I loved the streets, especially in the morning before it was packed, strolling the streets and hearing its life without vehicle noise was really nice. I loved watching the difference between the tourist and the native. The native had things to do that morning, they walk with a purpose, and will occasionally make eye contact with you. In the morning the retired natives huddle around the newspaper stand speaking rapidly, in what I later found out to be Veneto, gesticulating in a way that north americans look at with appreciation or awe.

The travellers walk slower or with a different gait, they have backpacks, maps, thicker coats or no coat. I enjoyed looking at the different facial features, bone construction and body types of travellers. I like watching how they interact with each other and the space around them. I was beginning to get pretty good at guessing nationality before hearing them speak. Everywhere you go in Venice you hear italian, french, german, english, american accents and languages ripple through the air.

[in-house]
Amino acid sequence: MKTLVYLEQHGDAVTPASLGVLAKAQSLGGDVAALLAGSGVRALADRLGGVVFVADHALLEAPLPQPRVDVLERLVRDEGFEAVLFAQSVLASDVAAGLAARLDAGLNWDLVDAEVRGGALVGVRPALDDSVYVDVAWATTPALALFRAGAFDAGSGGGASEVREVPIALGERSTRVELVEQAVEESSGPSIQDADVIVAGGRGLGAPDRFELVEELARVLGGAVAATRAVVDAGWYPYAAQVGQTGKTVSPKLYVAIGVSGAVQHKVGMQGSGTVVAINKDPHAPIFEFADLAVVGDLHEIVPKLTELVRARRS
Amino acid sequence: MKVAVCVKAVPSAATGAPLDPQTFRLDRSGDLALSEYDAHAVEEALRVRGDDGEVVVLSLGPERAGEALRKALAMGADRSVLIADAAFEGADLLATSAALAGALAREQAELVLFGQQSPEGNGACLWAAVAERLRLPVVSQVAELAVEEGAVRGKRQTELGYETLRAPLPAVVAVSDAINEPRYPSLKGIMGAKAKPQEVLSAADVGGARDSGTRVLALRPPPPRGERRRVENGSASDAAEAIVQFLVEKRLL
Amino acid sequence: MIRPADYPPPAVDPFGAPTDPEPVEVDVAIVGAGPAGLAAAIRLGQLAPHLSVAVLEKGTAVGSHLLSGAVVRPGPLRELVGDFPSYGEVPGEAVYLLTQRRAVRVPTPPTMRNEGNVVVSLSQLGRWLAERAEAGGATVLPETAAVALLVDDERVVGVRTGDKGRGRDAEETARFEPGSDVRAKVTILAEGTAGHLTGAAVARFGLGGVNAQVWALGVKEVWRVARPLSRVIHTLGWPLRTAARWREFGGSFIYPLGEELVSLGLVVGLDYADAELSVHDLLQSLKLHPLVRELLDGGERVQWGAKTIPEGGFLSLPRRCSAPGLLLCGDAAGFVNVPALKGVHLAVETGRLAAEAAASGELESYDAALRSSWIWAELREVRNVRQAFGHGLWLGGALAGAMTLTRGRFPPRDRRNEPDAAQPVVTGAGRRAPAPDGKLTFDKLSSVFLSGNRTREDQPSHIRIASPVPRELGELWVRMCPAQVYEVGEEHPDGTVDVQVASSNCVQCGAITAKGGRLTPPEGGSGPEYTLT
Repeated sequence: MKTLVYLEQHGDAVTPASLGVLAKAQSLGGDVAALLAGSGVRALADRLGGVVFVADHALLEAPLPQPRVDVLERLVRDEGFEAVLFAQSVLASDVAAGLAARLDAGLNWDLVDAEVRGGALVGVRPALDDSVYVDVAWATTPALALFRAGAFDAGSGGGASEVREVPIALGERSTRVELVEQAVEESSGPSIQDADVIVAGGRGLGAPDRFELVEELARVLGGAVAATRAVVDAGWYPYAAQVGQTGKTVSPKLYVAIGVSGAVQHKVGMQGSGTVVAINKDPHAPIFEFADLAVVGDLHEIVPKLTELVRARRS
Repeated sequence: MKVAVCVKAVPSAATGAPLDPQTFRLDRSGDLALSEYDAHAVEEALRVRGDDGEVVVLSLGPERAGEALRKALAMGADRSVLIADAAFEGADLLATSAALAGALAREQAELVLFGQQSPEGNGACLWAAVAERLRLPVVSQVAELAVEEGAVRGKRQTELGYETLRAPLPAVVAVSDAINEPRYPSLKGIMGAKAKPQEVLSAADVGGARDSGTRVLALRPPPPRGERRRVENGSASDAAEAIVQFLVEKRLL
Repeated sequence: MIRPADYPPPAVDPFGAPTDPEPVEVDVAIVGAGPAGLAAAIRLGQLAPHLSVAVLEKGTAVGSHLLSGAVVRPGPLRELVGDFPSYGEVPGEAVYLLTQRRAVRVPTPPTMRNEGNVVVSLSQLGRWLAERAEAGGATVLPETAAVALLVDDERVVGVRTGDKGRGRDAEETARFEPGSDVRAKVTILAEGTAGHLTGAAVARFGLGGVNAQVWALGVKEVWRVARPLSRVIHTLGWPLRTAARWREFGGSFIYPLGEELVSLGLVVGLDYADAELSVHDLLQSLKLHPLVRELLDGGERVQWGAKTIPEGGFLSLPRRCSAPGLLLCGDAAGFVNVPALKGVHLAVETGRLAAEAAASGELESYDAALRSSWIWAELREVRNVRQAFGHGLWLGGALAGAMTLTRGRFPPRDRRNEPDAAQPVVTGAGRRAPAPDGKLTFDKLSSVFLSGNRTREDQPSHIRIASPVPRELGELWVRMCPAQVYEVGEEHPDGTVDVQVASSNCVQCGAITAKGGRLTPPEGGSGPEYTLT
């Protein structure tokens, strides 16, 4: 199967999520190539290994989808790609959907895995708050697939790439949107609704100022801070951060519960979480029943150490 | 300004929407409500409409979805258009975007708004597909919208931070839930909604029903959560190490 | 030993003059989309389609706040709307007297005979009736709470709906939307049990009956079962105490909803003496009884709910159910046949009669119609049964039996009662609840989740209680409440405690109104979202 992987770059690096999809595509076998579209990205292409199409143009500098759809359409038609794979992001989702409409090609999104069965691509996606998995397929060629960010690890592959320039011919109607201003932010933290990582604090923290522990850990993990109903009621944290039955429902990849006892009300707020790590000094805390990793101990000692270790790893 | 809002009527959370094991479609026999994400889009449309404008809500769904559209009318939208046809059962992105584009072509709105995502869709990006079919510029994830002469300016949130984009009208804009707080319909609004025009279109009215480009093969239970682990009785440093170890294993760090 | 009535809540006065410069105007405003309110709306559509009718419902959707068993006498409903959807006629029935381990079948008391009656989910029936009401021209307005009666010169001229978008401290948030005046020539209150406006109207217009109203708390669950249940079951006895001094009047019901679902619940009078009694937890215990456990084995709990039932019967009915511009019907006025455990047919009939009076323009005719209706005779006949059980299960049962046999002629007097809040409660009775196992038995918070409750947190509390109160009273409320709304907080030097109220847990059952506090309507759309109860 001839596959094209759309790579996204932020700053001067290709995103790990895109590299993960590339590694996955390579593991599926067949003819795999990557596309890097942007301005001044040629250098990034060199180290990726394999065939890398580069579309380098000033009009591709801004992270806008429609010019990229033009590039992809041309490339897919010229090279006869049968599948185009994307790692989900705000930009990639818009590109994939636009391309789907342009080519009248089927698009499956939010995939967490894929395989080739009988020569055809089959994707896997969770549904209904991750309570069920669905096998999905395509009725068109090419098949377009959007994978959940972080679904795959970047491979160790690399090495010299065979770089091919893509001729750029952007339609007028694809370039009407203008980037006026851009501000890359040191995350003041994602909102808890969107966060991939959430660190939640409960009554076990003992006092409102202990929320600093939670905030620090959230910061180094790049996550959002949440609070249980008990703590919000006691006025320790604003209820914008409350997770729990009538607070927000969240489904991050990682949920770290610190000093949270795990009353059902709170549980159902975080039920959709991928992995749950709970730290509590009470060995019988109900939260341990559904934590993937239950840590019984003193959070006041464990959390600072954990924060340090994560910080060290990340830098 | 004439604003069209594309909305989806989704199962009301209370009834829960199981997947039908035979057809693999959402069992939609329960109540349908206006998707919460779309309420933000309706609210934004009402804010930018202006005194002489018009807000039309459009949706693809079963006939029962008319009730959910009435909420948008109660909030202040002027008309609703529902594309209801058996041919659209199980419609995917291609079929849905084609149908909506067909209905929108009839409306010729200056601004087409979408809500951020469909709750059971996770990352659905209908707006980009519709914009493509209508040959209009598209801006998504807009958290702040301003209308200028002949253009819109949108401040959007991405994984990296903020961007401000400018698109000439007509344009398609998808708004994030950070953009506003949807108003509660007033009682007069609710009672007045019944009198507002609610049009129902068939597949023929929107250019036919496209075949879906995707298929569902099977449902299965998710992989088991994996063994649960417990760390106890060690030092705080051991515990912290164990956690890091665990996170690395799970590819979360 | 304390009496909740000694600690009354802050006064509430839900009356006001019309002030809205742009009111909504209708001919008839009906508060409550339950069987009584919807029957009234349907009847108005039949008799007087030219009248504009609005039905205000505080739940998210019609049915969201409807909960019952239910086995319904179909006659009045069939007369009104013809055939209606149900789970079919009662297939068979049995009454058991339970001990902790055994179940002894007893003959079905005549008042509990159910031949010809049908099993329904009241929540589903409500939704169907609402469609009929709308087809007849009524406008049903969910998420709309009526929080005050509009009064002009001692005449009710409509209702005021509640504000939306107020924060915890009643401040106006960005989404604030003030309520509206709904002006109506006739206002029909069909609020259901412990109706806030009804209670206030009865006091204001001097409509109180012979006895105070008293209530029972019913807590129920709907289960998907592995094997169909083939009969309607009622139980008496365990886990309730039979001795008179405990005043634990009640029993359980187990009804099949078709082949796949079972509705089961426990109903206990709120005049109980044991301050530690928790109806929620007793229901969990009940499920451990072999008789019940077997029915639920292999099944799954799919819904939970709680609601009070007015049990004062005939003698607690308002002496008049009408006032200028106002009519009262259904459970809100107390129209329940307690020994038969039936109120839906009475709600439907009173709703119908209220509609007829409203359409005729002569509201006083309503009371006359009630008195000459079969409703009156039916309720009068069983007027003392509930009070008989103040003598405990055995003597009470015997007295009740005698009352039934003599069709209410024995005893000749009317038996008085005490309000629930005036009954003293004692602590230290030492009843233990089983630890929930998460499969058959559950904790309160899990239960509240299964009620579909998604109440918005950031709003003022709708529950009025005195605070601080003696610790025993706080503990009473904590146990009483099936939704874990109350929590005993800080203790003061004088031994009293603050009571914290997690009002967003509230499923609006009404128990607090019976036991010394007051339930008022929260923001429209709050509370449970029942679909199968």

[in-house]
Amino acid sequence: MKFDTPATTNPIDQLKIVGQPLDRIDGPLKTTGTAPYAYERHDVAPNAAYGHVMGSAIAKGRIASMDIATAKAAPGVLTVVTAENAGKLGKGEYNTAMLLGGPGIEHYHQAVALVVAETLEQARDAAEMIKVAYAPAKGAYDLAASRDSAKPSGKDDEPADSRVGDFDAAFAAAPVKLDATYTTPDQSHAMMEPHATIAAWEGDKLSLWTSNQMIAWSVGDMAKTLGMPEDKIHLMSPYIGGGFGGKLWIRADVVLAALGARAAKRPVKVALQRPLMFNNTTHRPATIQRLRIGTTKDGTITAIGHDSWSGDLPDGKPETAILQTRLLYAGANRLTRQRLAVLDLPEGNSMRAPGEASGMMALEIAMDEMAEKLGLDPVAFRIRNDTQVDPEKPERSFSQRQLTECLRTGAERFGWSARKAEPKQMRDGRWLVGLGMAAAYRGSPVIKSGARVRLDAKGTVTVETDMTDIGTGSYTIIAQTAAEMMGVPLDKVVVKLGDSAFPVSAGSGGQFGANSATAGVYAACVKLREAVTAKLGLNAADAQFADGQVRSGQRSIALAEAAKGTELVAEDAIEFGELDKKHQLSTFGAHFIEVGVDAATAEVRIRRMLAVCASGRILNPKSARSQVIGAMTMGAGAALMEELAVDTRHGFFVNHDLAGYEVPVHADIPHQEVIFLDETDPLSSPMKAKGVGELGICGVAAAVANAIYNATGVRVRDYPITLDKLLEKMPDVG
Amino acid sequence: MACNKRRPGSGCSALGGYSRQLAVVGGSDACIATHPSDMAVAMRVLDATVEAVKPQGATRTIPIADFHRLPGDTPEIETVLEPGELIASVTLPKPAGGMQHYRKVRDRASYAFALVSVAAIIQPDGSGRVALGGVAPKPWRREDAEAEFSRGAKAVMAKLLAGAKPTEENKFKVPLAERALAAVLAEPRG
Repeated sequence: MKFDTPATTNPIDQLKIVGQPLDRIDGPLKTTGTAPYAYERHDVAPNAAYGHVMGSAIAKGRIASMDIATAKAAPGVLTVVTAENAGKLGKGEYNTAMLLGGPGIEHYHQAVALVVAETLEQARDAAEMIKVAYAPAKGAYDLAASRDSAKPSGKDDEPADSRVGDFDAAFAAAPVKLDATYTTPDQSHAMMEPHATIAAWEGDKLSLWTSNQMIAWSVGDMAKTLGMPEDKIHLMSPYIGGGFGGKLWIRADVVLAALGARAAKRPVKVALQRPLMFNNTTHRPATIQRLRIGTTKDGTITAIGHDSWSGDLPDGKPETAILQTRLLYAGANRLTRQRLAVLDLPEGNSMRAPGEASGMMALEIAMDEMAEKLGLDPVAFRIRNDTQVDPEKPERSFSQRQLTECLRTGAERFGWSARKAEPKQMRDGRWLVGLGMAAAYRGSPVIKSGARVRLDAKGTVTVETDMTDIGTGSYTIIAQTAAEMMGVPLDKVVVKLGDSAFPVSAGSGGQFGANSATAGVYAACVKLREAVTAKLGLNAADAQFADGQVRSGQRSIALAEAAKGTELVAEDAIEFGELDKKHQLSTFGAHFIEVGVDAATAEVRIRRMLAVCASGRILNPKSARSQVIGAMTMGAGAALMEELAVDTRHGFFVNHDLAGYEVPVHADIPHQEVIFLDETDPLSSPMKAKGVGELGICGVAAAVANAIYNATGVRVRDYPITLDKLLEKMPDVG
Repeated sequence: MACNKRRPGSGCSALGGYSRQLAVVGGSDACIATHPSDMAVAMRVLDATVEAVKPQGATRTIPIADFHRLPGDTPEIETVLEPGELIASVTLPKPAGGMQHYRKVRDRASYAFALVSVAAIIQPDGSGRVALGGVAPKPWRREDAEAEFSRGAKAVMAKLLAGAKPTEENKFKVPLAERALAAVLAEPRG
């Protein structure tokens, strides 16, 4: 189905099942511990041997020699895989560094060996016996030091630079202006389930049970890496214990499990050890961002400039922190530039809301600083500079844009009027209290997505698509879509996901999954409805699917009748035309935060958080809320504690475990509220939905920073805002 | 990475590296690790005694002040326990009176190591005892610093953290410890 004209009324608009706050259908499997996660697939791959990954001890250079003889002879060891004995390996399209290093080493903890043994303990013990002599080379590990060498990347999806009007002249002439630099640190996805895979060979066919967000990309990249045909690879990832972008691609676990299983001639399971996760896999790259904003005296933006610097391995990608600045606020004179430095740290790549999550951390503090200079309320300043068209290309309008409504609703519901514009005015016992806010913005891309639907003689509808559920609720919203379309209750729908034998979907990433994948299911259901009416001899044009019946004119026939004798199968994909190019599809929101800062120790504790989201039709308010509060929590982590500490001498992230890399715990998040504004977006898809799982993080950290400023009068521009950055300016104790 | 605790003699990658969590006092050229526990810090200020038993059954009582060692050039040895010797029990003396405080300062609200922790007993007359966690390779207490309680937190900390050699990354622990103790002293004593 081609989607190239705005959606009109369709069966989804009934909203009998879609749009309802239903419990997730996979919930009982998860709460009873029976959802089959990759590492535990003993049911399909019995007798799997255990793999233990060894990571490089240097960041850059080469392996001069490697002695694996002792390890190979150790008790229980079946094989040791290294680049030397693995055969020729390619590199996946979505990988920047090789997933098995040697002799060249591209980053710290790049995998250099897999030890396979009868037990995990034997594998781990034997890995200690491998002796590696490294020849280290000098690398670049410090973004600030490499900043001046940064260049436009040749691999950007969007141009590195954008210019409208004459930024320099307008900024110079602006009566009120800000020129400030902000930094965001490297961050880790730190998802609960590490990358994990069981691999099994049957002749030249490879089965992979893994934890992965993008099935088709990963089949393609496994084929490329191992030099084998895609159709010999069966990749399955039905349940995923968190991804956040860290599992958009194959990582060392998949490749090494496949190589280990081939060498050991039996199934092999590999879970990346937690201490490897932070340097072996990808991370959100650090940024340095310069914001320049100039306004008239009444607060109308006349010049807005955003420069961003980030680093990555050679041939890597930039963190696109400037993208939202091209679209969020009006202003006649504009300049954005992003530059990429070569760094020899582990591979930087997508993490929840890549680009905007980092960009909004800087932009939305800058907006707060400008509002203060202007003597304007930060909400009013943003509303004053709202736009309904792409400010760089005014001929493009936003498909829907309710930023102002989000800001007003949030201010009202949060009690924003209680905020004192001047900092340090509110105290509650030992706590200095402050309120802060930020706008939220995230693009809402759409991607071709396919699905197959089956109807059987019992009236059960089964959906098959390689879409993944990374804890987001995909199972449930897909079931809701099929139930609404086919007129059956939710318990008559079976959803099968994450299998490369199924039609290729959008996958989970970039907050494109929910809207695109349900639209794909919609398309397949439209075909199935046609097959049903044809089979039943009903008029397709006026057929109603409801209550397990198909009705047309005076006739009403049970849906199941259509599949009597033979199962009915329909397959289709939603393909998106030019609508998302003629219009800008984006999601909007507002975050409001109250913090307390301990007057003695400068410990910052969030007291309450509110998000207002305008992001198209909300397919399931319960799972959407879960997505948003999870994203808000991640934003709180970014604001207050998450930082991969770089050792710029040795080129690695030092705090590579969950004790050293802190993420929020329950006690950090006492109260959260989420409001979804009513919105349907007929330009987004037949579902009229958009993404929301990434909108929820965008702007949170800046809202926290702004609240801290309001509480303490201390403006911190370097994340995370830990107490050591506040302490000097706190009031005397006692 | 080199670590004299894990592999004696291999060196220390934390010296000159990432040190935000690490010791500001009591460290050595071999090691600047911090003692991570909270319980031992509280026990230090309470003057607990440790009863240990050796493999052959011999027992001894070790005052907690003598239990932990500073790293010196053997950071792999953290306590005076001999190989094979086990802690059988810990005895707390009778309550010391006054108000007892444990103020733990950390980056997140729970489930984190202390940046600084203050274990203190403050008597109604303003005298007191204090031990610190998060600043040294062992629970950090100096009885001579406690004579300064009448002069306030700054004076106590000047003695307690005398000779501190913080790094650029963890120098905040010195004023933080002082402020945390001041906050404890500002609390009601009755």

I loved the variation in the streets, some of them so narrow that you must wait for oncoming foot traffic to pass or quickly adjust your personal space bubble. I watched in amusement a gentlemen struggle with his stroller, sans baby, down a particularly narrow passage. He was a good sport about it, joking with his group about as he went.

I appreciated the sense of variety in civil design, while you’re wandering down a narrow little passage you’ll suddenly pop out into the sunlight in a campo or plazzo, a lovely open space. Campi/plazzi have some raised garden, shrubs and usually a monument or building. At times they have street entertainers or just people sitting on benches enjoying themselves. The variation kept Venice interesting and made it feel open and natural rather than crowded and closed.